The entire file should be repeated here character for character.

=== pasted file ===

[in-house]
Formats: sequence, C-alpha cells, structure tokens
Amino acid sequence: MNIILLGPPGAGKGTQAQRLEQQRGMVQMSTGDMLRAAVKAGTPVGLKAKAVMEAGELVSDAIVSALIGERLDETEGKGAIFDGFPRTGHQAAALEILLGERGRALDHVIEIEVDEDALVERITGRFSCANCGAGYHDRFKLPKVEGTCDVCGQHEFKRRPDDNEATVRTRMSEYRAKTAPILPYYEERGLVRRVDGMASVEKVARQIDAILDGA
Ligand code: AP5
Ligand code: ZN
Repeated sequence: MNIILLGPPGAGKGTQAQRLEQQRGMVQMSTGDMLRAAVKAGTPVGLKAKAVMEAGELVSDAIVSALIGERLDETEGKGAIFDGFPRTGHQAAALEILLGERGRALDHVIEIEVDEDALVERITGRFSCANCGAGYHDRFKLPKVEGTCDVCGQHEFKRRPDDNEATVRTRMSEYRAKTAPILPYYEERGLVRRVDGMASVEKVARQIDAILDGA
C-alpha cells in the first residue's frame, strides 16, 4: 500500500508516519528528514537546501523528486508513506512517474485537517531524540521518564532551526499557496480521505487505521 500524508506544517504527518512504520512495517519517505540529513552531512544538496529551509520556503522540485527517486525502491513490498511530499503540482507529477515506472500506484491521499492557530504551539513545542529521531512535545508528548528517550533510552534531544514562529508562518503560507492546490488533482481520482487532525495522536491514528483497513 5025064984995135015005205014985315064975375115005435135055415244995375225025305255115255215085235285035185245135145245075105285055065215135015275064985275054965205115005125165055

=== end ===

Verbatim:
[in-house]
Formats: sequence, C-alpha cells, structure tokens
Amino acid sequence: MNIILLGPPGAGKGTQAQRLEQQRGMVQMSTGDMLRAAVKAGTPVGLKAKAVMEAGELVSDAIVSALIGERLDETEGKGAIFDGFPRTGHQAAALEILLGERGRALDHVIEIEVDEDALVERITGRFSCANCGAGYHDRFKLPKVEGTCDVCGQHEFKRRPDDNEATVRTRMSEYRAKTAPILPYYEERGLVRRVDGMASVEKVARQIDAILDGA
Ligand code: AP5
Ligand code: ZN
Repeated sequence: MNIILLGPPGAGKGTQAQRLEQQRGMVQMSTGDMLRAAVKAGTPVGLKAKAVMEAGELVSDAIVSALIGERLDETEGKGAIFDGFPRTGHQAAALEILLGERGRALDHVIEIEVDEDALVERITGRFSCANCGAGYHDRFKLPKVEGTCDVCGQHEFKRRPDDNEATVRTRMSEYRAKTAPILPYYEERGLVRRVDGMASVEKVARQIDAILDGA
C-alpha cells in the first residue's frame, strides 16, 4: 500500500508516519528528514537546501523528486508513506512517474485537517531524540521518564532551526499557496480521505487505521 500524508506544517504527518512504520512495517519517505540529513552531512544538496529551509520556503522540485527517486525502491513490498511530499503540482507529477515506472500506484491521499492557530504551539513545542529521531512535545508528548528517550533510552534531544514562529508562518503560507492546490488533482481520482487532525495522536491514528483497513 5025064984995135015005205014985315064975375115005435135055415244995375225025305255115255215085235285035185245135145245075105285055065215135015275064985275054965205115005125165055